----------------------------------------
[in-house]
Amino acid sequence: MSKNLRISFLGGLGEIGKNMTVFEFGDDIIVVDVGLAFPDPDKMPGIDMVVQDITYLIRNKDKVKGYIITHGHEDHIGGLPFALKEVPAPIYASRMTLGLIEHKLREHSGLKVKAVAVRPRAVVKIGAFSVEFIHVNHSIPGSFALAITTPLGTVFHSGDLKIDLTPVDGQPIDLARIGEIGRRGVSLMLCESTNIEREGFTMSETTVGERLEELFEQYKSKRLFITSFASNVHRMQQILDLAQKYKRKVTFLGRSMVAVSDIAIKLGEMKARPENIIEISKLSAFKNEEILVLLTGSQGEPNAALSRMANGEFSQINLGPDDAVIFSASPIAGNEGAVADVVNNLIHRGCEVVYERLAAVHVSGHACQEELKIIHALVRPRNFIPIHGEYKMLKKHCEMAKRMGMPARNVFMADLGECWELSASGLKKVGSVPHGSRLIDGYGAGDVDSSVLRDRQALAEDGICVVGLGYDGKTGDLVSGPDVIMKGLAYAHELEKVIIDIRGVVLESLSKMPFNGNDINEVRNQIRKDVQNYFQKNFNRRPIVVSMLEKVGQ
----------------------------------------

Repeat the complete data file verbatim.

[in-house]
Amino acid sequence: MSKNLRISFLGGLGEIGKNMTVFEFGDDIIVVDVGLAFPDPDKMPGIDMVVQDITYLIRNKDKVKGYIITHGHEDHIGGLPFALKEVPAPIYASRMTLGLIEHKLREHSGLKVKAVAVRPRAVVKIGAFSVEFIHVNHSIPGSFALAITTPLGTVFHSGDLKIDLTPVDGQPIDLARIGEIGRRGVSLMLCESTNIEREGFTMSETTVGERLEELFEQYKSKRLFITSFASNVHRMQQILDLAQKYKRKVTFLGRSMVAVSDIAIKLGEMKARPENIIEISKLSAFKNEEILVLLTGSQGEPNAALSRMANGEFSQINLGPDDAVIFSASPIAGNEGAVADVVNNLIHRGCEVVYERLAAVHVSGHACQEELKIIHALVRPRNFIPIHGEYKMLKKHCEMAKRMGMPARNVFMADLGECWELSASGLKKVGSVPHGSRLIDGYGAGDVDSSVLRDRQALAEDGICVVGLGYDGKTGDLVSGPDVIMKGLAYAHELEKVIIDIRGVVLESLSKMPFNGNDINEVRNQIRKDVQNYFQKNFNRRPIVVSMLEKVGQ